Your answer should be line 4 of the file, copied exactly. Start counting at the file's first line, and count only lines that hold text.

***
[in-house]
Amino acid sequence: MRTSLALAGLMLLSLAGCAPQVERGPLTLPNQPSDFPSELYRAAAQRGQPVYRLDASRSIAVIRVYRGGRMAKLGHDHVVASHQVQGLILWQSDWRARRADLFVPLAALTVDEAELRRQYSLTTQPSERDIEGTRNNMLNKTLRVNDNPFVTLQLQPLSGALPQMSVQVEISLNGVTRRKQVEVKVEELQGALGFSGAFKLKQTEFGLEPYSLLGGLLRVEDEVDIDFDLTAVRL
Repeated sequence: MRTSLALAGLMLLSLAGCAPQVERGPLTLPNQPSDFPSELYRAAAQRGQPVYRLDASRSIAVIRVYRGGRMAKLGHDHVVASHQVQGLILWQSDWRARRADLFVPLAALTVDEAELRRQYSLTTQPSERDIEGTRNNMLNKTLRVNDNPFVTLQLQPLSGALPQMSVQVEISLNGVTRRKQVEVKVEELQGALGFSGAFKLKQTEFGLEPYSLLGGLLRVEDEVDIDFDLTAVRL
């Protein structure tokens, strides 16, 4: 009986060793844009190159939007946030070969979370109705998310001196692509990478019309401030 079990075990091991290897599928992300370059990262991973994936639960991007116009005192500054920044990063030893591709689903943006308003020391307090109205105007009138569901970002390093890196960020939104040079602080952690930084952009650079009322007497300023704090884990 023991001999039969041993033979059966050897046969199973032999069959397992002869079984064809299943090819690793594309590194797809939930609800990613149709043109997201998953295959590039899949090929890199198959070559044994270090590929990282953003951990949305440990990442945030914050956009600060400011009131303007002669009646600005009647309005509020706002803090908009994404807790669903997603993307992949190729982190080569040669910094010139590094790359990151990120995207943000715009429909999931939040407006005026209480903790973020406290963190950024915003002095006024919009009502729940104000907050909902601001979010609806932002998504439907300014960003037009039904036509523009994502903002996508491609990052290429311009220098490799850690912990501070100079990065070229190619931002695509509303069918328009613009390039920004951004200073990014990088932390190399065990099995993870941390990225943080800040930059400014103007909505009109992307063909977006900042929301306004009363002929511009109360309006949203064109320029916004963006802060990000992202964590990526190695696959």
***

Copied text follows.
């Protein structure tokens, strides 16, 4: 009986060793844009190159939007946030070969979370109705998310001196692509990478019309401030 079990075990091991290897599928992300370059990262991973994936639960991007116009005192500054920044990063030893591709689903943006308003020391307090109205105007009138569901970002390093890196960020939104040079602080952690930084952009650079009322007497300023704090884990 023991001999039969041993033979059966050897046969199973032999069959397992002869079984064809299943090819690793594309590194797809939930609800990613149709043109997201998953295959590039899949090929890199198959070559044994270090590929990282953003951990949305440990990442945030914050956009600060400011009131303007002669009646600005009647309005509020706002803090908009994404807790669903997603993307992949190729982190080569040669910094010139590094790359990151990120995207943000715009429909999931939040407006005026209480903790973020406290963190950024915003002095006024919009009502729940104000907050909902601001979010609806932002998504439907300014960003037009039904036509523009994502903002996508491609990052290429311009220098490799850690912990501070100079990065070229190619931002695509509303069918328009613009390039920004951004200073990014990088932390190399065990099995993870941390990225943080800040930059400014103007909505009109992307063909977006900042929301306004009363002929511009109360309006949203064109320029916004963006802060990000992202964590990526190695696959």